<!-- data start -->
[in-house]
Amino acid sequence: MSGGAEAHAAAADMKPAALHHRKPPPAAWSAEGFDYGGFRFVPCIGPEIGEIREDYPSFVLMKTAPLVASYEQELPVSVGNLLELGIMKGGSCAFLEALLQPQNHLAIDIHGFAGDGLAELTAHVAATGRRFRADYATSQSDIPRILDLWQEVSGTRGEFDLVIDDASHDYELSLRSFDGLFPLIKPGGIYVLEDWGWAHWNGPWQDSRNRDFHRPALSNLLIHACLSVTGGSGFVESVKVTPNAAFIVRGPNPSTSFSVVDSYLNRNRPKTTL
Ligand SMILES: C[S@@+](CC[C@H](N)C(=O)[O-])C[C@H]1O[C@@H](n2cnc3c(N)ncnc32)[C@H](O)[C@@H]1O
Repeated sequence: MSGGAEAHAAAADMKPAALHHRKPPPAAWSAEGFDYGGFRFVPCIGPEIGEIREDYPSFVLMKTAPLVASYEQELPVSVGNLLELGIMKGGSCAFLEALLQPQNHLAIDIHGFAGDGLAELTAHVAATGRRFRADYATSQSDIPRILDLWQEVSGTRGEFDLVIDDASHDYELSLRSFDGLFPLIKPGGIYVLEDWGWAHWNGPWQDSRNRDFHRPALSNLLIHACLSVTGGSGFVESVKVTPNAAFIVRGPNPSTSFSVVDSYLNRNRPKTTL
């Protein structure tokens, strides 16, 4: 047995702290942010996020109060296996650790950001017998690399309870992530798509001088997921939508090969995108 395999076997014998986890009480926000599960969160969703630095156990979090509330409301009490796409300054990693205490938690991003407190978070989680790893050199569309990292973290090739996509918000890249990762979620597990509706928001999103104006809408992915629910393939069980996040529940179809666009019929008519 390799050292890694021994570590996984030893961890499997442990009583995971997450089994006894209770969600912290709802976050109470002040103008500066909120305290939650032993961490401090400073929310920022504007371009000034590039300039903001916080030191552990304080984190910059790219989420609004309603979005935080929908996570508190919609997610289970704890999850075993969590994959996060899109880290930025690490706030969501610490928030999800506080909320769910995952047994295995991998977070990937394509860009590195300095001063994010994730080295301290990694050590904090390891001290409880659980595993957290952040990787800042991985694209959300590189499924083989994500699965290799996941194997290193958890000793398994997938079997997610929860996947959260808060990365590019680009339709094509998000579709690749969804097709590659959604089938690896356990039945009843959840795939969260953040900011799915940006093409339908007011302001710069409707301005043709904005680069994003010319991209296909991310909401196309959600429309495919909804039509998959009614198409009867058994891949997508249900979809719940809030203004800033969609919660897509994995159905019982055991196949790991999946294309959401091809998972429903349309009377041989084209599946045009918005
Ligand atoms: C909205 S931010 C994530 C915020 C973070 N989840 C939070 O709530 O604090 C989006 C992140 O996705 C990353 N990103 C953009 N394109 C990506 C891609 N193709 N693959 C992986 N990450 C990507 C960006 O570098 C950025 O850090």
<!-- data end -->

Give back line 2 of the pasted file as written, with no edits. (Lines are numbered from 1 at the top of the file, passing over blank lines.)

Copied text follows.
Amino acid sequence: MSGGAEAHAAAADMKPAALHHRKPPPAAWSAEGFDYGGFRFVPCIGPEIGEIREDYPSFVLMKTAPLVASYEQELPVSVGNLLELGIMKGGSCAFLEALLQPQNHLAIDIHGFAGDGLAELTAHVAATGRRFRADYATSQSDIPRILDLWQEVSGTRGEFDLVIDDASHDYELSLRSFDGLFPLIKPGGIYVLEDWGWAHWNGPWQDSRNRDFHRPALSNLLIHACLSVTGGSGFVESVKVTPNAAFIVRGPNPSTSFSVVDSYLNRNRPKTTL